Former US diplomat Matthew Bryza says US President Donald Trump can "learn something" from President Erdogan as Turkey planned ahead for the pandemic.
Turkey's "strategy seems to be working" as it "stuck to its pandemic plan," which it unveiled last year in April, 11 months before the first coronavirus case surfaced in the country, a former US diplomat, Matthew Bryza, has said.
In a blog post at Atlantic Council on Turkey's progress in dealing with the novel coronavirus, Bryza said the 229-page plan against the pandemic was published in April 2019, which helped Ankara cope with the coronavirus pandemic.
Bryza said he expected a possible health catastrophe in Turkey when no deaths or cases were reported until March 11 while the virus was pummeling Iran, Italy and Spain.
"And at first, my fears seemed well placed. Over the following weeks, Turkey had the highest Covid-19 infection rate of any country in the world. Social media in Turkey reverberated with terrifying rumors that all of Istanbul’s intensive care unit (ICU) beds were occupied while coronavirus patients continued to flow into hospitals," he wrote.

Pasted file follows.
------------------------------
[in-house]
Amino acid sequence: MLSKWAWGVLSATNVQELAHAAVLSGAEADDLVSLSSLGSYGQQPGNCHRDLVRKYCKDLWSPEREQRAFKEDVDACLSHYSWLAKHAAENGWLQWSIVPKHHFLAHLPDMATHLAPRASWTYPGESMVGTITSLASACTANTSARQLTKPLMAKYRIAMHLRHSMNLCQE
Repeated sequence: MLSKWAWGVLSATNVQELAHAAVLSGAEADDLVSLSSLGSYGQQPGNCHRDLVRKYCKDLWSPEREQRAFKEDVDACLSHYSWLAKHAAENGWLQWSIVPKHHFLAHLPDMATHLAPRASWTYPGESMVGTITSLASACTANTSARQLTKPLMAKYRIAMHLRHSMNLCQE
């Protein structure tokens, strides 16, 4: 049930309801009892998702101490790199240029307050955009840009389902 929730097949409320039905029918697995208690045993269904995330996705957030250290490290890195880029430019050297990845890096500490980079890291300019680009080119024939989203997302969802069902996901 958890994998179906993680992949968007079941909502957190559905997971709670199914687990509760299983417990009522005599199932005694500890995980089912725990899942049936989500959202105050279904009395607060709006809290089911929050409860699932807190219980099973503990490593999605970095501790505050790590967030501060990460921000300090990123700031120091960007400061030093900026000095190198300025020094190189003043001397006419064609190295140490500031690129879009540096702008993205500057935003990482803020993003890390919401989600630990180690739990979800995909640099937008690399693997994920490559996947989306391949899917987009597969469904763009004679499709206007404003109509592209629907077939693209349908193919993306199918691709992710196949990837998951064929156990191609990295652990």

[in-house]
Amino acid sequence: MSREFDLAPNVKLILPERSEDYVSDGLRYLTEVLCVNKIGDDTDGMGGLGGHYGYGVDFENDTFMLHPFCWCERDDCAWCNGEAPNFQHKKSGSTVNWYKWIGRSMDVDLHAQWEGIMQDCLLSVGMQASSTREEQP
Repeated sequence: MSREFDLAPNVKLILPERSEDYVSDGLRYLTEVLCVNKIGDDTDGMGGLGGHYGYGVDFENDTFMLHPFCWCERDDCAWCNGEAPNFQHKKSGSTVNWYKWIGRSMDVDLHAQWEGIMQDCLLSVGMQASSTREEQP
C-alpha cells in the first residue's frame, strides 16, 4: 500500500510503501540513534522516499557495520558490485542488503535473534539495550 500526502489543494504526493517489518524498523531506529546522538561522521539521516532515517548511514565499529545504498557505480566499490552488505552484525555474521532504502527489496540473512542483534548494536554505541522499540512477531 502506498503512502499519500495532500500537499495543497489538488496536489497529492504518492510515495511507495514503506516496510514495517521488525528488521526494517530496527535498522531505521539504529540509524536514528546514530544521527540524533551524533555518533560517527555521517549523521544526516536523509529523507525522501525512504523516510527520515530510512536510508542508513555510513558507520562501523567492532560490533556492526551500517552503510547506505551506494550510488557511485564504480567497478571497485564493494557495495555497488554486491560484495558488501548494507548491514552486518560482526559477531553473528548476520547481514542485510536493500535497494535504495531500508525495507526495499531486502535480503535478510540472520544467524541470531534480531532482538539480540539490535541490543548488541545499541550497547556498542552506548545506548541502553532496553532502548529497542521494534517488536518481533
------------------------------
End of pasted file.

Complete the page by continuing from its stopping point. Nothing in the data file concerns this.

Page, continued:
Strong healthcare system
He said the prudence and clarity of his government official friend echoed the Turkish government’s general approach to this pandemic.
Two days after the first case, the Turkish government shut all schools and four days later, all cafes, restaurants, bars and gyms were closed.
Afterwards, the government indefinitely declared a curfew for people above 65, who are in the highest-risk category, then youth under 20 were added to the curfew list.
After isolating the most vulnerable groups in Turkish society, Ankara announced travel bans into and out of the 31 largest cities, excluding goods.
In a further effort to control the contagion, weekend lockdowns were imposed in April and May, sometimes extended to four days.
"Thus far, this strategy seems to be working," he said.
"Unlike in Madrid or Lombardy or New York City, Turkey’s healthcare system was never overwhelmed by Covid-19 patients. And the world’s steepest coronavirus infection curve is now declining precipitously," he said.
He also added that Turkey's economy avoided the "devastating shutdowns" seen in US and most of Europe.
Citing Johns Hopkins University research, Bryza said the mortality rate in Turkey was about 2.8 percent by May 26 while this number is 5.9 in the US, 12.2 in Spain, 14.1 in the UK and 14.3 in Italy.
Turkey's powerful culture
Bryza attributed the successful fight against coronavirus to Turkey's culture, economy, young population, low number of nursing homes, and having a large number of ICU beds in private hospitals.
"There are very few nursing homes in Turkey, with the elderly generally taken care of at home by family members," he said.
He also lauded the efforts of Minister of Health Fahrettin Koca for his "clarity, transparency, and credibility of his near-daily TV briefings."
"Given that US President Donald J Trump seems to genuinely admire President Erdogan, maybe he can learn something from his tough counterpart in Ankara."